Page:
Technical debt is accumulated as unmanaged flags accrue in an application’s code. And the associated marginal gain (i.e. each unmanaged flag added) directly impacts the amount of time and resources needed for testing. This can lead to more serious issues with the affected development, performance/testing and product processes becoming more expensive.
As software teams grow and become more agile, it’s important to ensure a feature flag solution can scale. But it’s imperative that best practices and techniques are followed to avoid the technical debt accumulated by poor flag lifecycle strategy. This post will cover best practices for avoiding technical debt management when using feature flags.
Strategic feature flag planning to avoid technical debt
Sometimes, an ad hoc fix is necessary that can easily be resolved through an additional feature flag. All too often though, scenarios come up where teams feel pressured with time or resource constraints and resort to implementing feature flag gated code without a second thought. While this is somewhat of a normal byproduct of software development, planning is essential and a fundamental precursor to long-term success with feature flags.
The time taken to plan prior to implementation assists in feature flag due diligence. Teams should ask themselves:
What will the flag be used for?
What team will use the flag?
How long will the flag be in use?
The questions were listed in descending order. It’s important to realize this as each question helps filter flags, with the first dividing flags based on its high-level use and the last providing more granular detailed information. This preparation is critical to avoid the hassle of technical debt management later.
How to Name Feature Flags to Avoid Technical Debt
With these questions answered we can now begin naming flags. Companies have style guidelines for writing code, and should append these with its use of feature flags. Before creating a flag, cement the naming convention to be used; this will standardize the practice and help onboard future employees. Like variables, flag names are best left at the intersection of descriptive and terse (i.e. short and sweet).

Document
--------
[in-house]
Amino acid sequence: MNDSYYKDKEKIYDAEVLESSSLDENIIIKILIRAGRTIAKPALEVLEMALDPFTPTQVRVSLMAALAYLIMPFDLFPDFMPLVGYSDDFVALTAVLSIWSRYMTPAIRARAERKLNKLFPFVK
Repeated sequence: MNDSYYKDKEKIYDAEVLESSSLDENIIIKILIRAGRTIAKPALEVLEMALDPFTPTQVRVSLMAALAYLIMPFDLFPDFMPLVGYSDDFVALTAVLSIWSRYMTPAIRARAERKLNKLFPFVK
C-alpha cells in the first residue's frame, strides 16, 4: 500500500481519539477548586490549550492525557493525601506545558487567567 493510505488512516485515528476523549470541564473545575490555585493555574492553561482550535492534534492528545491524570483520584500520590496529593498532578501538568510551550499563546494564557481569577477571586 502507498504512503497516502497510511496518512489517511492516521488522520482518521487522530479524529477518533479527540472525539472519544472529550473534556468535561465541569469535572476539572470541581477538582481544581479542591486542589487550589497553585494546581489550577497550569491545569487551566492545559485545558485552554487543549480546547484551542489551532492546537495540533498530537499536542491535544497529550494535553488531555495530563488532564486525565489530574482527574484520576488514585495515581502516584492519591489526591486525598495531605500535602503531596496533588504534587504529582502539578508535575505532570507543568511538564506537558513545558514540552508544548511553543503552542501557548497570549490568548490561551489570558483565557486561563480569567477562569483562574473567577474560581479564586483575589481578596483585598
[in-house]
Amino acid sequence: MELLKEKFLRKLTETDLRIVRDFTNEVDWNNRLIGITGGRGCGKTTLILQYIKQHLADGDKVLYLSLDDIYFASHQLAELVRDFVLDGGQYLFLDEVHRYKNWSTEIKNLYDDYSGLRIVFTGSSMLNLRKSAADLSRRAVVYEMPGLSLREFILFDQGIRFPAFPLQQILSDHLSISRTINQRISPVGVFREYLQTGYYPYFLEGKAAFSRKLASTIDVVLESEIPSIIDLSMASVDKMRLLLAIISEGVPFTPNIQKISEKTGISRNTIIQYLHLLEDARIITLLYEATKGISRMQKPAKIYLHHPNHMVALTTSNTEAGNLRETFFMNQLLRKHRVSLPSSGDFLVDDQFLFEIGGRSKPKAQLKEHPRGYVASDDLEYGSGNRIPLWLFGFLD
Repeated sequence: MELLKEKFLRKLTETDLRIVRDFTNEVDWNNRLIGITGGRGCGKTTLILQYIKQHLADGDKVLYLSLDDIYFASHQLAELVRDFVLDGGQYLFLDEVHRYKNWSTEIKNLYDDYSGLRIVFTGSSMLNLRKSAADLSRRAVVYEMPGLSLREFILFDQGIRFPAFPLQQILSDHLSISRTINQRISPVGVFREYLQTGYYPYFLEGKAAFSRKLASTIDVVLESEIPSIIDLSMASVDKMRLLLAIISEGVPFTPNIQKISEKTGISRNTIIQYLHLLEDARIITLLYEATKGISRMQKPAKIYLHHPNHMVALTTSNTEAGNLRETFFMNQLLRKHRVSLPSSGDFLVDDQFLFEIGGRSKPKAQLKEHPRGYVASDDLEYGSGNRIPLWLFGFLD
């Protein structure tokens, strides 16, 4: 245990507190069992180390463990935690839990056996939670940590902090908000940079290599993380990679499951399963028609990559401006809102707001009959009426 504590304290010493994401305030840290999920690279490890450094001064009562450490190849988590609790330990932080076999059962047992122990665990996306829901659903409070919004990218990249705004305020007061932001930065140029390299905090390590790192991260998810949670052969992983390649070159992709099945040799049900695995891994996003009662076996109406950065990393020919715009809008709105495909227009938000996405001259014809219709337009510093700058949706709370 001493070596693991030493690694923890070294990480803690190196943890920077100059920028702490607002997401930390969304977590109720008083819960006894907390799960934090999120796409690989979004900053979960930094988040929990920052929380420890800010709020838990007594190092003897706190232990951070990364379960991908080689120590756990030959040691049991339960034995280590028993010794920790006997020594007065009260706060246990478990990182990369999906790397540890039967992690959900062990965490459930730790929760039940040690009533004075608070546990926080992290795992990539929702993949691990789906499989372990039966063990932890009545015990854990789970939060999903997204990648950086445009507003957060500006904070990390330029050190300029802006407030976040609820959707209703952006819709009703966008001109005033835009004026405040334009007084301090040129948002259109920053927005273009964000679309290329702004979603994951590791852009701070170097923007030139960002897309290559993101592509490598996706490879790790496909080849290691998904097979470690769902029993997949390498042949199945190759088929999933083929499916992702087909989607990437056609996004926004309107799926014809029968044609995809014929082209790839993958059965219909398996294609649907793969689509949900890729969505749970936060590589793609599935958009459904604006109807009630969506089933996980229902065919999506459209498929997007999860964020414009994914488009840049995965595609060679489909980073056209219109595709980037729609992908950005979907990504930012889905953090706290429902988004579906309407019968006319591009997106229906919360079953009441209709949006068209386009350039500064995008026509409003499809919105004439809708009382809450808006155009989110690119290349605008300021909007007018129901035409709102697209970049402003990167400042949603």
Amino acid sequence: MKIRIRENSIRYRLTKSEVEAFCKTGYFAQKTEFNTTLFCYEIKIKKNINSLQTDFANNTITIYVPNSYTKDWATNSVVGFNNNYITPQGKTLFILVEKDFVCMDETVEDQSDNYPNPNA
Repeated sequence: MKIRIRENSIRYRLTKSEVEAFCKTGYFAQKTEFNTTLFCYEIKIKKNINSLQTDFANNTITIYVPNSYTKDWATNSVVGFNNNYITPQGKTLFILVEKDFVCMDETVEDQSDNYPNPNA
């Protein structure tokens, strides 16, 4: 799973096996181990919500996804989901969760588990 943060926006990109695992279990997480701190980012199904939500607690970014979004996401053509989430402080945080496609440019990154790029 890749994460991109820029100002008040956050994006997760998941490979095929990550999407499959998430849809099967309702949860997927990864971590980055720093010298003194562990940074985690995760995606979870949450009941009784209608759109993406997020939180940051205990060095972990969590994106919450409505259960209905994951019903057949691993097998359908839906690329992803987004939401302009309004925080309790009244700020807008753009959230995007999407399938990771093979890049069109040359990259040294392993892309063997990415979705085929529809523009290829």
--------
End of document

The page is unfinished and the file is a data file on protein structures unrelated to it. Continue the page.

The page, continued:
Some feature flag management solutions provide a namespace. This is the first funnel or way to search flags later on. A namespace should be used to identify how a flag will be used. For example, a set of flags should be defined to the namespace “releaseFlags” allowing for a separate group of “abTestFlags.”
Once a flag has been created with a namespace, a label can denote which teams are using a flag. Since multiple labels can be applied in a flag management UI, it allows multiple teams to associate themselves with each flag.
The description of a created flag provides verbose details, like flag creation date, or necessary information related to a dependency on another flag. This information is the last and most granular bit of the flag’s information.
Best Practices in Flag Lifecycle Management
Review flags often. Flag management solutions can display and filter which flags are on, off or experiencing no traffic through an interface. But teams must be vigilant about removing flags and have a well-defined clean up process.
Integration with tools like JIRA can help monitor and associate a ticket with the lifespan of each flag. Once a notification is sent that the flag is to be removed (e.g. the A/B test has finished, canary deployment was successful, etc.), the ensuing removal process is easily outlined from previously established naming conventions.
After reviewing a flag’s description, dependencies can be noted and dealt with accordingly. we can review dependencies on all other associated flags. Referring back to the labels will delegate work as the responsible team will be notified to remove the flag from the code base.
And where in the code should they look? Developers turn to the flag’s namespace, although it may exist across multiple tech stacks defined within an application. This is where an additional dashboard should be leveraged, specifically one that displays the environments and code languages a flag has been used in. With all of this information in place, it’s fairly easy to notify the responsible party and search within an IDE for all instances of the flag.
Naming conventions are the next most important element in feature flag management. Using an inverted pyramid mechanism helps define and sort flags from its highest tier of grouped buckets (i.e. type of flag) to its lowest where detailed information is defined.
Managing flags throughout their lifecycles avoids the incurred technical debt they create. By constantly monitoring flag usage, teams can establish hard deadlines to clean up flags in code. Technical debt management - and the cleanup process - is simplified by sorting through knowledge communicated in naming conventions (in reverse order they were performed).
These processes should be defined by a strategic feature flag plan, set up to avoid flags’ technical debt. If followed diligently, teams can leverage the unrealized gains to drive product innovation and ensure processes will scale.